3. This includes properties such as Stonecrop Gardens, Boscobel, Garrison’s Landing, Lake Surprise Camp, the Fresh Air Farm and Manitoga.
4. There are a number of categories, including disabled, combat and Cold War. In addition, not all categories receive exemptions from county, town and school taxes.
5. This includes residents who are disabled and/or over the age of 65.
6. This includes agricultural parcels such as those at Lanza Farms and Saunders Farm in Garrison.

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3 thoughts on “Taxes in Philipstown

  1. Thanks very much for this informative article which once again tells the truth about our outrageous property taxes. I find it amazing that some of the individuals named pay nearly as much in taxes as the Central Hudson utility company. Also surprising were the amounts granted for exemptions which are then paid for by the rest of the residents.

    People need to remove their eyes from their screens and look around to see what they are getting from the government for all that hard-earned money. The county is one local entity that should be held accountable for its greed. Really, what benefits do Philipstown and Cold Spring actually receive for the millions they send to Carmel every year? I can think of a few like the very valuable sheriff’s patrol and some of the road repairs, but that’s about it. The equation is very lopsided.

    I came across this short video about affordability in New York state. It says a lot about the Hudson Valley. https://www.reclaimnewyork.org/affordability/hudson-valley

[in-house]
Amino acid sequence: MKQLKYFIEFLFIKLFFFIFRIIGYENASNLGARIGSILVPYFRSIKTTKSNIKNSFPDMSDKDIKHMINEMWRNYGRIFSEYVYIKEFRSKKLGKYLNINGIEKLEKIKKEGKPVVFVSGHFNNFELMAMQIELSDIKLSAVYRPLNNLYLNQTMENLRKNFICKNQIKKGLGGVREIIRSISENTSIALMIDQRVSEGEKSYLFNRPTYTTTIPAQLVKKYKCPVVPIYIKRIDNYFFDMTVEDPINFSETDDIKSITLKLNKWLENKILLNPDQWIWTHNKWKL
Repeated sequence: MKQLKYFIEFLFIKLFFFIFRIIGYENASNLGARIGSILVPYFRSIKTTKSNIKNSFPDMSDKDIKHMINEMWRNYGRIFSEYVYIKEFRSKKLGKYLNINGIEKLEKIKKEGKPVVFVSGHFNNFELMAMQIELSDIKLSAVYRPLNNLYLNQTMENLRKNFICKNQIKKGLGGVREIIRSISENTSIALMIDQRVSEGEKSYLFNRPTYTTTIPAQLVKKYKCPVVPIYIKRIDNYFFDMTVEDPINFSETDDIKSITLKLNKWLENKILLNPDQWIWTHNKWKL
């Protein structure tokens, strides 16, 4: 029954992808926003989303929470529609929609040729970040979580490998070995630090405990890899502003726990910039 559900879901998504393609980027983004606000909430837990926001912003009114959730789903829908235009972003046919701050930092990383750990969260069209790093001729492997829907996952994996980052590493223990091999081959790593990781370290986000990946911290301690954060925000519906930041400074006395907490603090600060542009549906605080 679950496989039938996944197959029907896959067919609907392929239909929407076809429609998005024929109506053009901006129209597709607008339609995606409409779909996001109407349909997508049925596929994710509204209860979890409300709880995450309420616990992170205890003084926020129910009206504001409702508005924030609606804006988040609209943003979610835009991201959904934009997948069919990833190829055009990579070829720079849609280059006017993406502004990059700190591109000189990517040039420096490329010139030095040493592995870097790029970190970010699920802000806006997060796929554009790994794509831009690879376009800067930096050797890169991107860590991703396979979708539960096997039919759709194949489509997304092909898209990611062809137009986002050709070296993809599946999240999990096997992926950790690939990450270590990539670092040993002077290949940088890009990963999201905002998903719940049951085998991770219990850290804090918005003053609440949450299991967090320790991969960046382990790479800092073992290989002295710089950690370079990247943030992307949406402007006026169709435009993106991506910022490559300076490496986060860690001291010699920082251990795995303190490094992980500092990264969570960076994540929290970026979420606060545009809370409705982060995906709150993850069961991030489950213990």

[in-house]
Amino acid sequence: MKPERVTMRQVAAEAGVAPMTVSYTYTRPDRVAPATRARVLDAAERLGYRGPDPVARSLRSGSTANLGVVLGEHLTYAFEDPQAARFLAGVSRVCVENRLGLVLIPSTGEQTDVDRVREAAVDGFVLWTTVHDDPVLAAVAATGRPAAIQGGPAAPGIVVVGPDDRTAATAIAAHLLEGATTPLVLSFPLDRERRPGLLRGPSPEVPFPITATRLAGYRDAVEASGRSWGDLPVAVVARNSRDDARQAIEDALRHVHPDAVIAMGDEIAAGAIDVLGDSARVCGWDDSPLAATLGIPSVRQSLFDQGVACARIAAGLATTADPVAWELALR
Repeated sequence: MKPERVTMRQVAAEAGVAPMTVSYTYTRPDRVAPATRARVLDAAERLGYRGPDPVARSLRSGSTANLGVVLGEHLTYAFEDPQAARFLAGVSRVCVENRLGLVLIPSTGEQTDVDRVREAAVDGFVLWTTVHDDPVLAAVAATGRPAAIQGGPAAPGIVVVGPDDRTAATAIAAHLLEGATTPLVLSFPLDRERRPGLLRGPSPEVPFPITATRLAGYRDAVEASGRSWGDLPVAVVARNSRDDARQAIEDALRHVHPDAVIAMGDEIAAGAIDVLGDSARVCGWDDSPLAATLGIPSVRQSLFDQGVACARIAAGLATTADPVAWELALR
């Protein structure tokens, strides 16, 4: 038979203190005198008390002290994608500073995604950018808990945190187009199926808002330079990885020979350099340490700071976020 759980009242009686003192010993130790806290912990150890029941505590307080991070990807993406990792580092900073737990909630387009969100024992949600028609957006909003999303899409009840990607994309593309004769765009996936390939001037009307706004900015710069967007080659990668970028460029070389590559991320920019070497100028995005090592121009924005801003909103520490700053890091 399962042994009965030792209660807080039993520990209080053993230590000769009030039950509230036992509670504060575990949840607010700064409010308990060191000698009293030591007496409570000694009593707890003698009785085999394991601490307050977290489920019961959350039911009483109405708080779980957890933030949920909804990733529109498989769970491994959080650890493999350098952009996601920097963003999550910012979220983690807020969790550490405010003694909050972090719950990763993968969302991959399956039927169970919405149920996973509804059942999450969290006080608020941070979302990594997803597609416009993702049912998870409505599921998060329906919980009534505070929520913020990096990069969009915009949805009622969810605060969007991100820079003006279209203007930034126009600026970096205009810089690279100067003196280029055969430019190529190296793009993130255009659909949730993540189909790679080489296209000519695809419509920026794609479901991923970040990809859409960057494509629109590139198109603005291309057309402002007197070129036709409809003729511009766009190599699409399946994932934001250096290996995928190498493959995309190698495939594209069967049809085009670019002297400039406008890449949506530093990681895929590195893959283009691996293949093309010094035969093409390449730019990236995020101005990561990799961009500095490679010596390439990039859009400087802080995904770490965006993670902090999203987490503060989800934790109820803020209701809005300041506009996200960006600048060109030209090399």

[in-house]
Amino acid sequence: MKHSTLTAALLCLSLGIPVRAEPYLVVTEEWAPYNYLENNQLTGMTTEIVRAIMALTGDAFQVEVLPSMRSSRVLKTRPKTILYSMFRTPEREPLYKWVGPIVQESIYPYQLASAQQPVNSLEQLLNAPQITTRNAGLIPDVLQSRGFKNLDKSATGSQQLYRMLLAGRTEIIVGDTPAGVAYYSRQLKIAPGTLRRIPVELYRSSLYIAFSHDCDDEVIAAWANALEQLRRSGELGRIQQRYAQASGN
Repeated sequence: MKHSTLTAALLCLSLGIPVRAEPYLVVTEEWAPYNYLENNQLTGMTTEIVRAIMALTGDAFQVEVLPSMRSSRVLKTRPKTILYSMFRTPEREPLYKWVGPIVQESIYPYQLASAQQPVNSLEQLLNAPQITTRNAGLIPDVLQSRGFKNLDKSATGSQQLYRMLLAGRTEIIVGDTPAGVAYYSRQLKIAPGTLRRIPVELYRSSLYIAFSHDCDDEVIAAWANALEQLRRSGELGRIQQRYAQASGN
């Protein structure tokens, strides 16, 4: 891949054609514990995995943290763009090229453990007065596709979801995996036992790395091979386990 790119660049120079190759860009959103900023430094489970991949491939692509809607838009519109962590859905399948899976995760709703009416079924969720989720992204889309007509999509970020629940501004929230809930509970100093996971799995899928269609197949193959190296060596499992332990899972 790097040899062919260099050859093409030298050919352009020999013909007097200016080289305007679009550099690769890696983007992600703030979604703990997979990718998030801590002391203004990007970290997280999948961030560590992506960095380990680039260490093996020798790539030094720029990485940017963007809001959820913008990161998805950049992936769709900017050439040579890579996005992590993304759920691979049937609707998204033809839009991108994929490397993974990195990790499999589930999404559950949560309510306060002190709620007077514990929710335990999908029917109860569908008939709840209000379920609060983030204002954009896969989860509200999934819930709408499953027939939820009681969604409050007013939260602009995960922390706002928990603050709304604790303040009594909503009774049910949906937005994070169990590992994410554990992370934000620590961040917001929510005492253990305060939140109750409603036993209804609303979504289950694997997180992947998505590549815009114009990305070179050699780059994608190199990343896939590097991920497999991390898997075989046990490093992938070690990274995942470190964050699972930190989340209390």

2. A correction regarding the farmland exemptions: These are not full exemptions but reduced. I had given the total of assessed value exemption at $4.4 million, or about $157,000 in taxes, for farms. In fact, there are 12 parcels in Philipstown that receive agricultural reductions for county, town and school taxes, that total $1.4 million, which translates to about $50,000 in taxes. This has been corrected above. Also, the exemption only applies to farmland, not the farmer’s home.

    Looking back at original figures (at data.ny.gov), I also made this mistake with other categories that do not receive full exemptions, namely veterans, low-income residents and volunteer fire and ambulance, so I have adjusted the list above and will also reprint the corrected list in the paper this week.

    Chip Rowe
    Managing Editor

  3. It’s understandable that one would seek to reduce their taxes as much as possible. At the federal level it’s a reasonable enough pursuit. However, at the school and local level, one owner’s exemption is their neighbor’s burden. Each of these exemptions requires the rest of us to subsidize it through an increase in our own taxes. Of course, there is a legal allowance to enjoy an exemption, and many property owners may have actually earned that exemption. But the ethics, the neighborliness and the community impact of some of these exemptions is questionable. It’s merely shifting the taxes from one side of the fence to the other. Perhaps, considering a donation to your local school foundation would be a good way to offset the guilt.